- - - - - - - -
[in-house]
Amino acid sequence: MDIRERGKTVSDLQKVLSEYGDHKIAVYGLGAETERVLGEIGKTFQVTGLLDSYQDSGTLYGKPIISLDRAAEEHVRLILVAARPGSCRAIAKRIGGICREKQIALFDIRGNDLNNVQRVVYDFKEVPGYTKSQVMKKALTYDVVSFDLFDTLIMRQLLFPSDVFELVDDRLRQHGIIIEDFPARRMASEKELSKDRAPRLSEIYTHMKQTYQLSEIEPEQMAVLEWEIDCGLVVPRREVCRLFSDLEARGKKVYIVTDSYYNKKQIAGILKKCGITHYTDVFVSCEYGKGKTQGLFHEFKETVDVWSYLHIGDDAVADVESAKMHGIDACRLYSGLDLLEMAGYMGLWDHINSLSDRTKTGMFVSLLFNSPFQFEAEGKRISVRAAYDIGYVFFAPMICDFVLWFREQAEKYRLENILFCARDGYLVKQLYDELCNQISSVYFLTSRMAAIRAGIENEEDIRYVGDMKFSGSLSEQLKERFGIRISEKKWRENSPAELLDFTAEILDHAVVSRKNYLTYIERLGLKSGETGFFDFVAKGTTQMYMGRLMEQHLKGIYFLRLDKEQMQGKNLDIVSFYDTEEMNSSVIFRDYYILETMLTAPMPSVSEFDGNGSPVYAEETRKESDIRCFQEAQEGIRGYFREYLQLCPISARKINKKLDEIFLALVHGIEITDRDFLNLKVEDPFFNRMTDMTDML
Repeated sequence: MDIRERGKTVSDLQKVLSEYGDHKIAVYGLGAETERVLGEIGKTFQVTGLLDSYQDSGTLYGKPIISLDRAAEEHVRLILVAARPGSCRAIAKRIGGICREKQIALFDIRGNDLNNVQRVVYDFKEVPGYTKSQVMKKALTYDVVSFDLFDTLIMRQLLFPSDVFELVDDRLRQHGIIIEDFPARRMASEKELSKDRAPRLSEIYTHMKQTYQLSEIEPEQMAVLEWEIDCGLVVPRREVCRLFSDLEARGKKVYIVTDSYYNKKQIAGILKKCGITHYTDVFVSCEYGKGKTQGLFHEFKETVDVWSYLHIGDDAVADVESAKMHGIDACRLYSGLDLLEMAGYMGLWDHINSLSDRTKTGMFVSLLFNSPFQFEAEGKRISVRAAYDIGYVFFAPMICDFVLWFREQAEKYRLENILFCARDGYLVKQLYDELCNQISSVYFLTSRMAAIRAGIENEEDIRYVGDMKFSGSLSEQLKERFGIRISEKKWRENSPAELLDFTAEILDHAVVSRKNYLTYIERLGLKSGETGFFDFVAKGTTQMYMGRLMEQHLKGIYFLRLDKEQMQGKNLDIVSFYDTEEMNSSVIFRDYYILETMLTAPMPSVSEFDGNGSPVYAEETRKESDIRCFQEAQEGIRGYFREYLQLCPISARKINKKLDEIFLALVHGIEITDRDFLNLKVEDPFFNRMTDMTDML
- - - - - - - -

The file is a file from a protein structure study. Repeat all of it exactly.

[in-house]
Amino acid sequence: MDIRERGKTVSDLQKVLSEYGDHKIAVYGLGAETERVLGEIGKTFQVTGLLDSYQDSGTLYGKPIISLDRAAEEHVRLILVAARPGSCRAIAKRIGGICREKQIALFDIRGNDLNNVQRVVYDFKEVPGYTKSQVMKKALTYDVVSFDLFDTLIMRQLLFPSDVFELVDDRLRQHGIIIEDFPARRMASEKELSKDRAPRLSEIYTHMKQTYQLSEIEPEQMAVLEWEIDCGLVVPRREVCRLFSDLEARGKKVYIVTDSYYNKKQIAGILKKCGITHYTDVFVSCEYGKGKTQGLFHEFKETVDVWSYLHIGDDAVADVESAKMHGIDACRLYSGLDLLEMAGYMGLWDHINSLSDRTKTGMFVSLLFNSPFQFEAEGKRISVRAAYDIGYVFFAPMICDFVLWFREQAEKYRLENILFCARDGYLVKQLYDELCNQISSVYFLTSRMAAIRAGIENEEDIRYVGDMKFSGSLSEQLKERFGIRISEKKWRENSPAELLDFTAEILDHAVVSRKNYLTYIERLGLKSGETGFFDFVAKGTTQMYMGRLMEQHLKGIYFLRLDKEQMQGKNLDIVSFYDTEEMNSSVIFRDYYILETMLTAPMPSVSEFDGNGSPVYAEETRKESDIRCFQEAQEGIRGYFREYLQLCPISARKINKKLDEIFLALVHGIEITDRDFLNLKVEDPFFNRMTDMTDML
Repeated sequence: MDIRERGKTVSDLQKVLSEYGDHKIAVYGLGAETERVLGEIGKTFQVTGLLDSYQDSGTLYGKPIISLDRAAEEHVRLILVAARPGSCRAIAKRIGGICREKQIALFDIRGNDLNNVQRVVYDFKEVPGYTKSQVMKKALTYDVVSFDLFDTLIMRQLLFPSDVFELVDDRLRQHGIIIEDFPARRMASEKELSKDRAPRLSEIYTHMKQTYQLSEIEPEQMAVLEWEIDCGLVVPRREVCRLFSDLEARGKKVYIVTDSYYNKKQIAGILKKCGITHYTDVFVSCEYGKGKTQGLFHEFKETVDVWSYLHIGDDAVADVESAKMHGIDACRLYSGLDLLEMAGYMGLWDHINSLSDRTKTGMFVSLLFNSPFQFEAEGKRISVRAAYDIGYVFFAPMICDFVLWFREQAEKYRLENILFCARDGYLVKQLYDELCNQISSVYFLTSRMAAIRAGIENEEDIRYVGDMKFSGSLSEQLKERFGIRISEKKWRENSPAELLDFTAEILDHAVVSRKNYLTYIERLGLKSGETGFFDFVAKGTTQMYMGRLMEQHLKGIYFLRLDKEQMQGKNLDIVSFYDTEEMNSSVIFRDYYILETMLTAPMPSVSEFDGNGSPVYAEETRKESDIRCFQEAQEGIRGYFREYLQLCPISARKINKKLDEIFLALVHGIEITDRDFLNLKVEDPFFNRMTDMTDML